(Image from my book, Art & Chronic Pain – A Self Portrait)
Navigating the horrific pain journey is complex enough.
Patients need GPs who steer them to appropriate treaters via the shortest route – our GPs are our GPS!
Do you have a good one?
Seriously, I could entertain myself for hours with the puns between GPs and GPS but I’m just going to make my point as I have better things to do, as you do!
After 11 years in the pain world, I honestly can say that I don’t feel I was travelling via a poor GPS with my two GPs while undiagnosed for 4.5 years. In fact, my personal GP that I’d been seeing since I was 17, hand balled me to a sports GP as soon as her brief investigations didn’t return results.
I believe the problems I experienced were due to the poor understanding for chronic pain at the time – we didn’t have pain scientists nor access to the many amazing specialists that we have now.
So for anyone experiencing chronic pain – ANY chronic pain, right now – needs to be swiftly directed to the right place.
Easier said than done as some professionals are laggers. Not that I’m qualified to say, but this is how I see the GPs and their GPS situation.
GP 1 (terrible GPS)
- has an outdated list of contacts and resources
- follows the media for medical information
- might think they can solve your chronic pain problem on their own by:
- trying to diagnose and treat you themselves
- prescribing short term meds for long term use as a first resort
- sending you for endless other tests
- will be sending you to the wrong specialists (ie sending you to a podiatrist if you have chronic pain in your foot)
- will never do the right thing and send you away
- is going to cost you a whole lot more in pointless appointments
- will most likely lead you down a dead end street each time
- add to your pain
- will require regular visits from you
- prevent appropriate pain management
- may lead to avoidable medication dependency
- put you at risk of living with chronic pain when it can be avoided.
GP 2 (excellent GPS)
- has an updated list of contacts and resources
- keeps up with medical information
- has great insight and instinct that they use to assess you
- identifies chronic pain very quickly
- sends you to a pain specialist FIRST.
- will be affordable
- will only send you to appropriate appointments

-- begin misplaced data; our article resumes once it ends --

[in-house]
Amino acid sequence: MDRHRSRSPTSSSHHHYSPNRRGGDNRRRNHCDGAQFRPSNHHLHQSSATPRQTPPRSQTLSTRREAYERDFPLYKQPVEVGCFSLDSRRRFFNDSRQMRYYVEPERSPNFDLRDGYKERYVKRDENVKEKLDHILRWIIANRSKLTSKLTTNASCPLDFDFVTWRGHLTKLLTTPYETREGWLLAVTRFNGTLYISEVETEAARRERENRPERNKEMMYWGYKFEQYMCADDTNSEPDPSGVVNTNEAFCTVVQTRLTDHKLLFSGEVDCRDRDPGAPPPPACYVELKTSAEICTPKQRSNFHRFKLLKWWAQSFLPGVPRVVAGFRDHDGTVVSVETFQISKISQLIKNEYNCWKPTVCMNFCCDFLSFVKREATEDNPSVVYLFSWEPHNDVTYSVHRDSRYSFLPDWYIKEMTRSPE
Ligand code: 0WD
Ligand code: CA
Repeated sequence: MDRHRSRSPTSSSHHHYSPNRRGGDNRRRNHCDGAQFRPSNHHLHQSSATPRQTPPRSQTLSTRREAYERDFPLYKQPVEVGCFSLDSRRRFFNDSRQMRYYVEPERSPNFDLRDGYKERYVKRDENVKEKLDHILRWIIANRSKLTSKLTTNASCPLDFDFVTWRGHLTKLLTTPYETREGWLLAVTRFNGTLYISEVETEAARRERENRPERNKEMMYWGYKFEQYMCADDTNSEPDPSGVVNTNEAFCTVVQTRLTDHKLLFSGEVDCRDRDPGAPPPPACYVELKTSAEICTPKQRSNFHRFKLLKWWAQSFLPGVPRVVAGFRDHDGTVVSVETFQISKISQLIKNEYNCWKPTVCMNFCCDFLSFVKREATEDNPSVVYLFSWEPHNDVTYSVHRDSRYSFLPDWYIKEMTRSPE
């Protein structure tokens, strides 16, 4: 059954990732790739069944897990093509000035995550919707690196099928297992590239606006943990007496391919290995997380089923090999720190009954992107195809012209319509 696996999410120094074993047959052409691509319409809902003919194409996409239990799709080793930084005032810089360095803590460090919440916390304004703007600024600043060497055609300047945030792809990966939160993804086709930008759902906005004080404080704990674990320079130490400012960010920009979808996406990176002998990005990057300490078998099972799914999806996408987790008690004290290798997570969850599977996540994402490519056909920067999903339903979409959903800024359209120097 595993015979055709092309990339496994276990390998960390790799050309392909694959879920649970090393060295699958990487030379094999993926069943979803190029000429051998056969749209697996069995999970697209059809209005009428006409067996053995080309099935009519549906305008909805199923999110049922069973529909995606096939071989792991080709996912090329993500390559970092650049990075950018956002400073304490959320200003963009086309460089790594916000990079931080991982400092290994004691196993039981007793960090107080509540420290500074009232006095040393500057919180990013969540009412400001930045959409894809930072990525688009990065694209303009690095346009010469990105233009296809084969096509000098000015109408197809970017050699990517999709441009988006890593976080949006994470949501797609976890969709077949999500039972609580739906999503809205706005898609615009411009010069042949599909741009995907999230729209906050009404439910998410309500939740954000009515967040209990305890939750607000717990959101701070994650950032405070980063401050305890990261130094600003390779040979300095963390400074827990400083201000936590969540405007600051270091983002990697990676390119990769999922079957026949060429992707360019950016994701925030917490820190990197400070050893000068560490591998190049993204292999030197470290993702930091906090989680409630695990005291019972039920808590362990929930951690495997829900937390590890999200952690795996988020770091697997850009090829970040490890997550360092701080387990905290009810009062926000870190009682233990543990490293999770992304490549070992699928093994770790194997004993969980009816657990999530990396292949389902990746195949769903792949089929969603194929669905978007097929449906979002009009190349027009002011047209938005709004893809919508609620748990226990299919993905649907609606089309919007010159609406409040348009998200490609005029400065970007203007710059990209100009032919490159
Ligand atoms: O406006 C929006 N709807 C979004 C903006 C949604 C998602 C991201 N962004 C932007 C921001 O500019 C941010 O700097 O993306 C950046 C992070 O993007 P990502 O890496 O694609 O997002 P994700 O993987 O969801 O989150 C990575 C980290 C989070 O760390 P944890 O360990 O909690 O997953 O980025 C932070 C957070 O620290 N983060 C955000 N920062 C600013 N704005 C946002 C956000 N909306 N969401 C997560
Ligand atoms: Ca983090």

- will place you on the best road with fastest route
- understands your experience and therefore can support you in the right way
- potentially leads to a solution so you only ever need to manage pain (and therefore hopefully does not become chronic).
It’s like any profession. If you don’t have, or seek the right resources, you’re going to provide crap service.
Pain specialists are what a cardiologist is to someone with heart problems – they are THE go to for any chronic pain and so they will specialise in the treatment and management for the condition.
If you need meds, a pain specialist will know and they’ll know which ones you can try. I am very sensitive to medication and so I have topical creams from My Compounding medications that I use as required (they’re heaven!).
If you need surgery, or other intervention, these specialists will know most about this too.
The medical profession is no different to any other in that it should provide a brilliant service. But it’s far more liable. Poor service in the medical field can have serious effects on an individual’s quality of life.
So think about how many appointments you’ve had or are requiring with your GP.
Have they suggested that you need to get online and research pain information for yourself?
You wouldn’t want to be answering ‘no’ to too many of the suggestions above. If you did, your global positioning system is poor and you’ll be running around in circles!
GPs are your GPS for navigating chronic pain… actually, they’re your GPS for any health condition.